Cottage in the Ateni Valley
250.00 ₾ / night
The Pavnisi church of Saint George is located in the village of Gariqula, in the Kaspi Municipality, Shida Kartli region. It dates back to the 9th-10th centuries. The hall-type church was built from cut stone and sandstone, tuff rock was also used. The rectangular building in plan, in the interior, ends with a semicircular apse to the east. The temple is covered with a semi-cylindrical vault rested on a triumphal and another arch. The arches are supported by pilasters. Pilaster capitals have a simple shelf-like form. The western part of the vault was recently renewed and was made of concrete. In the altar, a fragment of the iconostasis has been preserved. The apse has one arched window, the western wall is blank, the southern wall has two windows and the northern-only one. A simple cornice goes along with the facades. On the eastern facade, above the window, a relief tile is inserted, which depicts a circle and a snake. A small chapel is attached to the south of the church. The entrance is from the south. The church is covered with a two-inclined tiled roof.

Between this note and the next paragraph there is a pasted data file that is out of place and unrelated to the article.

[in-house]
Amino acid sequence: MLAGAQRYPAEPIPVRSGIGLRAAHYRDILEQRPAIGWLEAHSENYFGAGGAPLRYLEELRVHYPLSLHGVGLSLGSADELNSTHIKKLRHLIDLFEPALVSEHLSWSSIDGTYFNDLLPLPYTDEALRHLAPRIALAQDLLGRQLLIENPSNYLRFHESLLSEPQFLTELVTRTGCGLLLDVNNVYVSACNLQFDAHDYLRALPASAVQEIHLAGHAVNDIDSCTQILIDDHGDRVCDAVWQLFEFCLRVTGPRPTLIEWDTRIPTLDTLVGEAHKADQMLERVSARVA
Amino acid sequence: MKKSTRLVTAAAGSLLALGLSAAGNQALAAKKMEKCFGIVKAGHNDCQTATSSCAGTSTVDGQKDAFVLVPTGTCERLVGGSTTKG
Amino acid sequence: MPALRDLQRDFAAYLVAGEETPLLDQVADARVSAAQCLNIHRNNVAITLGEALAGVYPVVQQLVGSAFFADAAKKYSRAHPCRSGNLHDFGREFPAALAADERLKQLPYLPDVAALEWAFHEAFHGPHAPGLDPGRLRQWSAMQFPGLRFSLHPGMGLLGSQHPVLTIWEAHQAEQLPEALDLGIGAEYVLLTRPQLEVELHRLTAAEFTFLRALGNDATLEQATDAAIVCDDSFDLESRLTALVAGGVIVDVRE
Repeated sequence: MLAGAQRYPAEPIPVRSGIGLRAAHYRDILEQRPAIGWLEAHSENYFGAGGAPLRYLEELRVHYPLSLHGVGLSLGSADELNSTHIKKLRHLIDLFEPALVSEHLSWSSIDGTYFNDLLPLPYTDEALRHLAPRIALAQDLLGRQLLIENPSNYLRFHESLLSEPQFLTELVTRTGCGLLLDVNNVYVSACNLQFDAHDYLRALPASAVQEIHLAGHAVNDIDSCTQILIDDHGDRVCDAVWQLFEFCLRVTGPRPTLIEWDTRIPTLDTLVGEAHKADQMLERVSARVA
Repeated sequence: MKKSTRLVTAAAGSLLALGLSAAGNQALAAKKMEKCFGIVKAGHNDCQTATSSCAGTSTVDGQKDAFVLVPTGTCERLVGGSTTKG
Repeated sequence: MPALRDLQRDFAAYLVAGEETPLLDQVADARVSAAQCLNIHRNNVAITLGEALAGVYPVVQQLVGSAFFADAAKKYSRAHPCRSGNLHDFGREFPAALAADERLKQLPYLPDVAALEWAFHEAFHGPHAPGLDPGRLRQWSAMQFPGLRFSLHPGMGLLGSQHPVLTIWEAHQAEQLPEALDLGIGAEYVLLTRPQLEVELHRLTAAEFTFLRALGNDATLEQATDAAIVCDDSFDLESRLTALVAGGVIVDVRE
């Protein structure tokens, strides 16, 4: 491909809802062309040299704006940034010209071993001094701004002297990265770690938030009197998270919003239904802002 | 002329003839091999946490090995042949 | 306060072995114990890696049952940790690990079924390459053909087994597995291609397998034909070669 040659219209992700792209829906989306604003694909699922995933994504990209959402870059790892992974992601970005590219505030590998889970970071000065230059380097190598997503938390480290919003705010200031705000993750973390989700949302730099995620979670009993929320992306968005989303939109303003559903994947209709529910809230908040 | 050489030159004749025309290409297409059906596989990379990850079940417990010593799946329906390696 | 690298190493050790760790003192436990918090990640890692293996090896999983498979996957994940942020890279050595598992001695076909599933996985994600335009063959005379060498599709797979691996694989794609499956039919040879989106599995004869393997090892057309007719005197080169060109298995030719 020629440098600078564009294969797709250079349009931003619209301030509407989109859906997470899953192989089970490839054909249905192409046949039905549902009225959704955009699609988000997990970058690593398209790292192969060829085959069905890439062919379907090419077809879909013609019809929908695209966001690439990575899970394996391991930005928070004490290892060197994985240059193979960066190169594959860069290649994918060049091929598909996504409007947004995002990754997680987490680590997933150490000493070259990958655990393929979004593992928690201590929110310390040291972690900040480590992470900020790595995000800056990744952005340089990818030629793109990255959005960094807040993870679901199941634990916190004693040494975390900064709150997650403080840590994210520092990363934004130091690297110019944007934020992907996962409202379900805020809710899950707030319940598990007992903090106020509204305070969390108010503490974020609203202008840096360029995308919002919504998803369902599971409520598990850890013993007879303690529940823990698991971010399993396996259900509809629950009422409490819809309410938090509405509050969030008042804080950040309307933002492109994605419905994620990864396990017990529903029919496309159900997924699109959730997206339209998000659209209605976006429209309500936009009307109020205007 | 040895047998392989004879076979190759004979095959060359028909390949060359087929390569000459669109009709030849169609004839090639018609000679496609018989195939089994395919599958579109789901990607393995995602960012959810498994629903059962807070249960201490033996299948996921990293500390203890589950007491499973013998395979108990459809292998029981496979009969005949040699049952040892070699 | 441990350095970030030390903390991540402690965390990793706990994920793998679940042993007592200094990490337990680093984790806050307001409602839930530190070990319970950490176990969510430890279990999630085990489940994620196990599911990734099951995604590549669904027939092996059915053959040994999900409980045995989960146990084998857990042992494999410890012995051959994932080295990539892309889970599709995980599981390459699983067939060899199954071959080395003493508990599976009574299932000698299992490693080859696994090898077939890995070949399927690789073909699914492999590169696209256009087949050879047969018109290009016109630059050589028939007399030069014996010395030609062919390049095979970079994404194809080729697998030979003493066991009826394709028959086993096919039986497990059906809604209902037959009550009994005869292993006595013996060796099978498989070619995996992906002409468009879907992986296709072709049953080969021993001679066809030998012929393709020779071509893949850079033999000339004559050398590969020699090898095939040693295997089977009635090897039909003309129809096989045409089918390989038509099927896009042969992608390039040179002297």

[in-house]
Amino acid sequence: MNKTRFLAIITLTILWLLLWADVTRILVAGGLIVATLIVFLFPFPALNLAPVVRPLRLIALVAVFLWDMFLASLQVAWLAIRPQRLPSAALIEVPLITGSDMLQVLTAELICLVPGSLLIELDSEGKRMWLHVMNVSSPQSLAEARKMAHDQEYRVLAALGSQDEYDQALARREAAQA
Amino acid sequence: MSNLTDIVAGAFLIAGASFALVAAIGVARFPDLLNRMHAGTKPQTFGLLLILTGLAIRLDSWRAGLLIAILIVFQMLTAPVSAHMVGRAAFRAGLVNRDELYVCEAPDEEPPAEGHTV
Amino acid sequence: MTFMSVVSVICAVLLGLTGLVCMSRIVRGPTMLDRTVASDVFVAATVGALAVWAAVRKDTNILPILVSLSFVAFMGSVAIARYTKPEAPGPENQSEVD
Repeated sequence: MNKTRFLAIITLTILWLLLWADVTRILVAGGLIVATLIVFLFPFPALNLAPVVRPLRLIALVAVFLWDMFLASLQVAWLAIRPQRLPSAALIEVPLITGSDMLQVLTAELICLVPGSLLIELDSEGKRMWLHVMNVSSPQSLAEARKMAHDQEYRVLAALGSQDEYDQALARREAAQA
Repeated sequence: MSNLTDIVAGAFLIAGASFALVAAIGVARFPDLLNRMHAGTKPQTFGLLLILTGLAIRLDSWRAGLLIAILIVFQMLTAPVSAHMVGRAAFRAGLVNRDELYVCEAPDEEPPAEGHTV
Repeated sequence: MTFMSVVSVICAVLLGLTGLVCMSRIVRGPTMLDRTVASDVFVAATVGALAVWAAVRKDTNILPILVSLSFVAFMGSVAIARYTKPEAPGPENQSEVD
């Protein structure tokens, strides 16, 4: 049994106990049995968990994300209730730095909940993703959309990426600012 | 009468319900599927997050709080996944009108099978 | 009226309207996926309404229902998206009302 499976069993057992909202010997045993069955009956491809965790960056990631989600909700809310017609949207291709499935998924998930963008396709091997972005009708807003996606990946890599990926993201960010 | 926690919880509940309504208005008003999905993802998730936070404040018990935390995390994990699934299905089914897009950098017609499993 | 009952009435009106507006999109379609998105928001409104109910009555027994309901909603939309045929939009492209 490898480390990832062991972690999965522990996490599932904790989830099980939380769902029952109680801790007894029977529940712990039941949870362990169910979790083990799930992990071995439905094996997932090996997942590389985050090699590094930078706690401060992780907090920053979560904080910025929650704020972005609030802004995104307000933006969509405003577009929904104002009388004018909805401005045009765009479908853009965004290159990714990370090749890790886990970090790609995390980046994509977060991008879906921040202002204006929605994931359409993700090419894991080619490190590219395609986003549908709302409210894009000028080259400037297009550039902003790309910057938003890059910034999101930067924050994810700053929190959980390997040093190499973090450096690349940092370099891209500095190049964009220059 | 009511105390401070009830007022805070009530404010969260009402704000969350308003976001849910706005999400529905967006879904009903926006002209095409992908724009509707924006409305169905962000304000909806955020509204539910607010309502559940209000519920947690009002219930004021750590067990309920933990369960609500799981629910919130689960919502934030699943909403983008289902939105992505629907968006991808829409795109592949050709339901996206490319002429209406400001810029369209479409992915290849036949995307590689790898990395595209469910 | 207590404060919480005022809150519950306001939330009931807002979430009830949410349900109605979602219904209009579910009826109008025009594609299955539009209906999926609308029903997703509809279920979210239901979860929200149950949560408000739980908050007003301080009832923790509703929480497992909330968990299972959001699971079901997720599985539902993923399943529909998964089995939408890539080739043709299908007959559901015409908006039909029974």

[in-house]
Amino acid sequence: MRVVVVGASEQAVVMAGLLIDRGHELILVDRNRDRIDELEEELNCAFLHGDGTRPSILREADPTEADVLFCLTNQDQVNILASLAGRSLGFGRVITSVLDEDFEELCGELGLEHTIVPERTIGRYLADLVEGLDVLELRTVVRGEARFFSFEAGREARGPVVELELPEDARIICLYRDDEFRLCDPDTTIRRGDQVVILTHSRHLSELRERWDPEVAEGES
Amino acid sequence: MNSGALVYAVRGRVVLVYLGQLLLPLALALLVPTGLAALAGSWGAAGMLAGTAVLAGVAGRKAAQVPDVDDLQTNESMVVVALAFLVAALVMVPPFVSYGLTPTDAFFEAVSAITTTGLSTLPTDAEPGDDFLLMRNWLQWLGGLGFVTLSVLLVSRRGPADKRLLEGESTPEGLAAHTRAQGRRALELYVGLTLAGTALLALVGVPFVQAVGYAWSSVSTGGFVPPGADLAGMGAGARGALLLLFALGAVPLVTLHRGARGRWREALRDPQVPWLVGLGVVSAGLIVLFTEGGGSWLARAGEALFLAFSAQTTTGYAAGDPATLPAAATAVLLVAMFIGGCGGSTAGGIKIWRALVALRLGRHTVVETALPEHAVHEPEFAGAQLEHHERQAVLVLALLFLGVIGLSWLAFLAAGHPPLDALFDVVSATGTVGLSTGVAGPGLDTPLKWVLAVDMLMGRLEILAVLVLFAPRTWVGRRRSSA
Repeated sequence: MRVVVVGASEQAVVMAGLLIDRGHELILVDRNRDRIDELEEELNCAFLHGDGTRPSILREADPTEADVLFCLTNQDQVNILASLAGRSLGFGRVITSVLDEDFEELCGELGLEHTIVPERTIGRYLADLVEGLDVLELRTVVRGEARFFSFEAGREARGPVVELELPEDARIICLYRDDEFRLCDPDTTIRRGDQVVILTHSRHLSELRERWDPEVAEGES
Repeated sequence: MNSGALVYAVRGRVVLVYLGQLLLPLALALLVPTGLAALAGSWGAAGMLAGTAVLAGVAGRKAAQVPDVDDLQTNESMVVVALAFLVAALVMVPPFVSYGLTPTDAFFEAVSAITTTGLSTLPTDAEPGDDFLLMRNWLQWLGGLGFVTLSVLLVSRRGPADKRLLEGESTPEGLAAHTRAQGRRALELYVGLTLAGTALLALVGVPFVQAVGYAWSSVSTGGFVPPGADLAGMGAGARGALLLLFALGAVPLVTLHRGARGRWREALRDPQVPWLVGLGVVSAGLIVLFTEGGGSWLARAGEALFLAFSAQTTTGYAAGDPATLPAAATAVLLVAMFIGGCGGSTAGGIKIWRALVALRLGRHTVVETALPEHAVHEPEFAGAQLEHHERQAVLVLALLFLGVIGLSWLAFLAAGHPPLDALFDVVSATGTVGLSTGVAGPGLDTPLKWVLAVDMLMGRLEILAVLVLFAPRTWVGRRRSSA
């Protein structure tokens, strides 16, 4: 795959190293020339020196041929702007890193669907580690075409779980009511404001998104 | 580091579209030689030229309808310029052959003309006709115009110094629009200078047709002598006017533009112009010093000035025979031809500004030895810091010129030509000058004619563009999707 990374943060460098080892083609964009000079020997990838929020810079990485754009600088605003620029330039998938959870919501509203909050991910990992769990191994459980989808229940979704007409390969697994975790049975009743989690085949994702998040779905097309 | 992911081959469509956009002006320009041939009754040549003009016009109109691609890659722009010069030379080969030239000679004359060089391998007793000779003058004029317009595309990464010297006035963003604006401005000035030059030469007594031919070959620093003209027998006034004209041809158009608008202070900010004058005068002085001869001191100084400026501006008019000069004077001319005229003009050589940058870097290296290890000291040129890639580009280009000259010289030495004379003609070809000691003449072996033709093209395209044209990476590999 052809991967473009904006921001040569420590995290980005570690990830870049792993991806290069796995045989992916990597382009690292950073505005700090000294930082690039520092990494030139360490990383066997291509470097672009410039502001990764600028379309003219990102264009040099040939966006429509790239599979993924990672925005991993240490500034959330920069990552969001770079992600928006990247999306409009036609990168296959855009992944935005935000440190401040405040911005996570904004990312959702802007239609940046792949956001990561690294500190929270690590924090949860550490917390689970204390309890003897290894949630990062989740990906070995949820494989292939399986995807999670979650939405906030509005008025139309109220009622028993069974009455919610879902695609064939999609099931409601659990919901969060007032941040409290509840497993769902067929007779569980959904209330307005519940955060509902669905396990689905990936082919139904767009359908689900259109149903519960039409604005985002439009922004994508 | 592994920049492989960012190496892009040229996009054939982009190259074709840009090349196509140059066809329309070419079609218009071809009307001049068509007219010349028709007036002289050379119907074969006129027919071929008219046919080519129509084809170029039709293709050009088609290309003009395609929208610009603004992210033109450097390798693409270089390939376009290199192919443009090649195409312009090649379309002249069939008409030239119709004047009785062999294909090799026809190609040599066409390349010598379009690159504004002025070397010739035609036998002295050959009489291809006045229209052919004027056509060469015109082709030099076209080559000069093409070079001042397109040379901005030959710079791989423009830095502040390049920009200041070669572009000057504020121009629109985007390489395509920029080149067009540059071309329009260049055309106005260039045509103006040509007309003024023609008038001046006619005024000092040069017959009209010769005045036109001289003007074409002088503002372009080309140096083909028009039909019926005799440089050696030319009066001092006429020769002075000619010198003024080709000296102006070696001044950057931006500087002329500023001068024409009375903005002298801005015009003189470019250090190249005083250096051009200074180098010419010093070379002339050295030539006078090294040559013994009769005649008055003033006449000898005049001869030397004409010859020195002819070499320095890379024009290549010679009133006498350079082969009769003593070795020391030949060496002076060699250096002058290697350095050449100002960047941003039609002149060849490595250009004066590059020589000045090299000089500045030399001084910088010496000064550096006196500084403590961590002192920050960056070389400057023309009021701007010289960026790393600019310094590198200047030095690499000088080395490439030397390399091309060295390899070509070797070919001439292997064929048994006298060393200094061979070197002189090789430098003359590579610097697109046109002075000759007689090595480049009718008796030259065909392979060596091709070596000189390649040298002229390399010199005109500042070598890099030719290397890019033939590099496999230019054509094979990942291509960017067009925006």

Fragments of frescoes have been preserved in the interior of the Pavnisi church of Saint George. Two layers of paintings are noticeable. The first layer of frescoes was made when the temple was built, the second layer belongs to the second half of the 12th century. The first layer is very damaged and almost impossible to see. Colored spots are preserved on the north wall and the figure of a crowned man on the south wall. The frescoes of the altar are best preserved from the second layer of paintings. Most of the murals of the vault and on the northern and southern walls are destroyed. In the interior of the temple, the fresco of a cycle of holy holidays is presented. The conch depicts a composition of prayer. In the church, five scenes depicting St. George are found. The ornamental stripes go along with the apse and wall murals at the bottom. The mural is also observed in the chapel. The chapel frescoes date back to the second half of the 13th century.
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